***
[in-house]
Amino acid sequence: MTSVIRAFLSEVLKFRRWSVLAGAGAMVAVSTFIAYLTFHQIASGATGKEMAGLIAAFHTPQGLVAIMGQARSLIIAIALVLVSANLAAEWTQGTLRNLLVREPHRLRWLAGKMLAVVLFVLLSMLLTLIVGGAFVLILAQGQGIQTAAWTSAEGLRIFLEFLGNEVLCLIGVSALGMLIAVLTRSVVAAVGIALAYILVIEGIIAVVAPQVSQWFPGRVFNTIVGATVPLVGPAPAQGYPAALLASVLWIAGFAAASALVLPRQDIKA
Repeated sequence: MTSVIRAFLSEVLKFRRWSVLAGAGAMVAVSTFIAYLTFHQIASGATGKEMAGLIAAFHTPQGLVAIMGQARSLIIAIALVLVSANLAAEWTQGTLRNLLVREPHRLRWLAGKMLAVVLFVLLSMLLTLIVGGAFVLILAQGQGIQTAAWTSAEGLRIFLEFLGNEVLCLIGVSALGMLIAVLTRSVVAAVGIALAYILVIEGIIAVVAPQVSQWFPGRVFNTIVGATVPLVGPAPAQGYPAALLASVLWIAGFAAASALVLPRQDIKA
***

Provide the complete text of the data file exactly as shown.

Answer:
[in-house]
Amino acid sequence: MTSVIRAFLSEVLKFRRWSVLAGAGAMVAVSTFIAYLTFHQIASGATGKEMAGLIAAFHTPQGLVAIMGQARSLIIAIALVLVSANLAAEWTQGTLRNLLVREPHRLRWLAGKMLAVVLFVLLSMLLTLIVGGAFVLILAQGQGIQTAAWTSAEGLRIFLEFLGNEVLCLIGVSALGMLIAVLTRSVVAAVGIALAYILVIEGIIAVVAPQVSQWFPGRVFNTIVGATVPLVGPAPAQGYPAALLASVLWIAGFAAASALVLPRQDIKA
Repeated sequence: MTSVIRAFLSEVLKFRRWSVLAGAGAMVAVSTFIAYLTFHQIASGATGKEMAGLIAAFHTPQGLVAIMGQARSLIIAIALVLVSANLAAEWTQGTLRNLLVREPHRLRWLAGKMLAVVLFVLLSMLLTLIVGGAFVLILAQGQGIQTAAWTSAEGLRIFLEFLGNEVLCLIGVSALGMLIAVLTRSVVAAVGIALAYILVIEGIIAVVAPQVSQWFPGRVFNTIVGATVPLVGPAPAQGYPAALLASVLWIAGFAAASALVLPRQDIKA